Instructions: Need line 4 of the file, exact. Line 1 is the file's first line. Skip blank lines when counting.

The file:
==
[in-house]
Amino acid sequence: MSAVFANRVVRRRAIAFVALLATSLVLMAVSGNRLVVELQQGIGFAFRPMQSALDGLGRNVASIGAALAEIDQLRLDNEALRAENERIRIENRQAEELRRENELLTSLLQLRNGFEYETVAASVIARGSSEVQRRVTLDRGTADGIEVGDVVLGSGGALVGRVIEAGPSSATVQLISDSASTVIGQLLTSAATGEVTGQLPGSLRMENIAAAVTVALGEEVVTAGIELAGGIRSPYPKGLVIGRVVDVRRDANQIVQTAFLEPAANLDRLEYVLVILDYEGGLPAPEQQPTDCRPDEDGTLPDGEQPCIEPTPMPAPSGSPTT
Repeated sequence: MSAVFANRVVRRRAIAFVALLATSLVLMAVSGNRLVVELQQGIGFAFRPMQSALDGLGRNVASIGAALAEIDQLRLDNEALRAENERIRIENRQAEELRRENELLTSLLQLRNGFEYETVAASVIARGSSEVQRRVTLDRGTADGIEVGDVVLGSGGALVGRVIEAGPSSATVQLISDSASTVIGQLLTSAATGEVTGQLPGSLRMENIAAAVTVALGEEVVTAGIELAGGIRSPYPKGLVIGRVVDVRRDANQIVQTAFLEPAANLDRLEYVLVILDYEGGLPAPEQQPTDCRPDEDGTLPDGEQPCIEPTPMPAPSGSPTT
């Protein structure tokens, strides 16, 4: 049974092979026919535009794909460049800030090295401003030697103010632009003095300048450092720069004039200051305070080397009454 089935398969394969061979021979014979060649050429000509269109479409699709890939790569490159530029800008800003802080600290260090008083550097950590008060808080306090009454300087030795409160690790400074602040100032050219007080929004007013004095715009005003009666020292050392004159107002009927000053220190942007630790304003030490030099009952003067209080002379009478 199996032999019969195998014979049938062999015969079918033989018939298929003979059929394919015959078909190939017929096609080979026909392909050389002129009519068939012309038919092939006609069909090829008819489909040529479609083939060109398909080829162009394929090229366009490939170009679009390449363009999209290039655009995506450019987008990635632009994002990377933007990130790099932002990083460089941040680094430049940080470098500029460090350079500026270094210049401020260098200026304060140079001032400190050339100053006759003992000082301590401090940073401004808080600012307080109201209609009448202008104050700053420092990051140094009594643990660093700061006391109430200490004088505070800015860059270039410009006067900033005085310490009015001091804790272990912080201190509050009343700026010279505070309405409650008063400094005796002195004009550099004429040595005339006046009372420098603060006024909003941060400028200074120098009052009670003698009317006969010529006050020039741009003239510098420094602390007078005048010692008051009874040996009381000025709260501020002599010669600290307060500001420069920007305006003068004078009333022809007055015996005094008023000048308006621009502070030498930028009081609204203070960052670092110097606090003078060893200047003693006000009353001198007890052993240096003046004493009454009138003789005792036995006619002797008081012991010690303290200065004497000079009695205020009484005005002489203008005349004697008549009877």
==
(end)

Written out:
């Protein structure tokens, strides 16, 4: 049974092979026919535009794909460049800030090295401003030697103010632009003095300048450092720069004039200051305070080397009454 089935398969394969061979021979014979060649050429000509269109479409699709890939790569490159530029800008800003802080600290260090008083550097950590008060808080306090009454300087030795409160690790400074602040100032050219007080929004007013004095715009005003009666020292050392004159107002009927000053220190942007630790304003030490030099009952003067209080002379009478 199996032999019969195998014979049938062999015969079918033989018939298929003979059929394919015959078909190939017929096609080979026909392909050389002129009519068939012309038919092939006609069909090829008819489909040529479609083939060109398909080829162009394929090229366009490939170009679009390449363009999209290039655009995506450019987008990635632009994002990377933007990130790099932002990083460089941040680094430049940080470098500029460090350079500026270094210049401020260098200026304060140079001032400190050339100053006759003992000082301590401090940073401004808080600012307080109201209609009448202008104050700053420092990051140094009594643990660093700061006391109430200490004088505070800015860059270039410009006067900033005085310490009015001091804790272990912080201190509050009343700026010279505070309405409650008063400094005796002195004009550099004429040595005339006046009372420098603060006024909003941060400028200074120098009052009670003698009317006969010529006050020039741009003239510098420094602390007078005048010692008051009874040996009381000025709260501020002599010669600290307060500001420069920007305006003068004078009333022809007055015996005094008023000048308006621009502070030498930028009081609204203070960052670092110097606090003078060893200047003693006000009353001198007890052993240096003046004493009454009138003789005792036995006619002797008081012991010690303290200065004497000079009695205020009484005005002489203008005349004697008549009877």